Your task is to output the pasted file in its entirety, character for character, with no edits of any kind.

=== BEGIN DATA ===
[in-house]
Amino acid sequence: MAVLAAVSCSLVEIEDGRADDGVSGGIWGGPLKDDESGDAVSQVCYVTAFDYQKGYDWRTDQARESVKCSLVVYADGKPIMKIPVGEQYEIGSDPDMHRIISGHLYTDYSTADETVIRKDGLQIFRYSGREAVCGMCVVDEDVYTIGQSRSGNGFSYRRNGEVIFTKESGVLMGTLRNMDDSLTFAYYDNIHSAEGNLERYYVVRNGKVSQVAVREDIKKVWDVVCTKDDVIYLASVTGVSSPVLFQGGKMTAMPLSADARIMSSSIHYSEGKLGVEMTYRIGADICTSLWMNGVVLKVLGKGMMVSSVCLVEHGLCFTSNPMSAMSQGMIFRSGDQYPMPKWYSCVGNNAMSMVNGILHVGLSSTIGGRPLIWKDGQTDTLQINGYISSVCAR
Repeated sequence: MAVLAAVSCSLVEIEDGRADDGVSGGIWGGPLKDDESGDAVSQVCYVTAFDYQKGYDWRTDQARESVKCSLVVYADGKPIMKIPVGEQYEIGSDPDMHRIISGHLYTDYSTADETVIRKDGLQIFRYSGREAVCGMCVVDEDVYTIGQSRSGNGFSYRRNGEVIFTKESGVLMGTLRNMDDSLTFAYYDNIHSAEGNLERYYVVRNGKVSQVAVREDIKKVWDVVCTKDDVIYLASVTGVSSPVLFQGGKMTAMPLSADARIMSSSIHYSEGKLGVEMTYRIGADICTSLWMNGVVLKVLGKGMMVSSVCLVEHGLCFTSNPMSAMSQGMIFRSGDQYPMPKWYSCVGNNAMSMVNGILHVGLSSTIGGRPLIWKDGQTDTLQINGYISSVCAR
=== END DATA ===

[in-house]
Amino acid sequence: MAVLAAVSCSLVEIEDGRADDGVSGGIWGGPLKDDESGDAVSQVCYVTAFDYQKGYDWRTDQARESVKCSLVVYADGKPIMKIPVGEQYEIGSDPDMHRIISGHLYTDYSTADETVIRKDGLQIFRYSGREAVCGMCVVDEDVYTIGQSRSGNGFSYRRNGEVIFTKESGVLMGTLRNMDDSLTFAYYDNIHSAEGNLERYYVVRNGKVSQVAVREDIKKVWDVVCTKDDVIYLASVTGVSSPVLFQGGKMTAMPLSADARIMSSSIHYSEGKLGVEMTYRIGADICTSLWMNGVVLKVLGKGMMVSSVCLVEHGLCFTSNPMSAMSQGMIFRSGDQYPMPKWYSCVGNNAMSMVNGILHVGLSSTIGGRPLIWKDGQTDTLQINGYISSVCAR
Repeated sequence: MAVLAAVSCSLVEIEDGRADDGVSGGIWGGPLKDDESGDAVSQVCYVTAFDYQKGYDWRTDQARESVKCSLVVYADGKPIMKIPVGEQYEIGSDPDMHRIISGHLYTDYSTADETVIRKDGLQIFRYSGREAVCGMCVVDEDVYTIGQSRSGNGFSYRRNGEVIFTKESGVLMGTLRNMDDSLTFAYYDNIHSAEGNLERYYVVRNGKVSQVAVREDIKKVWDVVCTKDDVIYLASVTGVSSPVLFQGGKMTAMPLSADARIMSSSIHYSEGKLGVEMTYRIGADICTSLWMNGVVLKVLGKGMMVSSVCLVEHGLCFTSNPMSAMSQGMIFRSGDQYPMPKWYSCVGNNAMSMVNGILHVGLSSTIGGRPLIWKDGQTDTLQINGYISSVCAR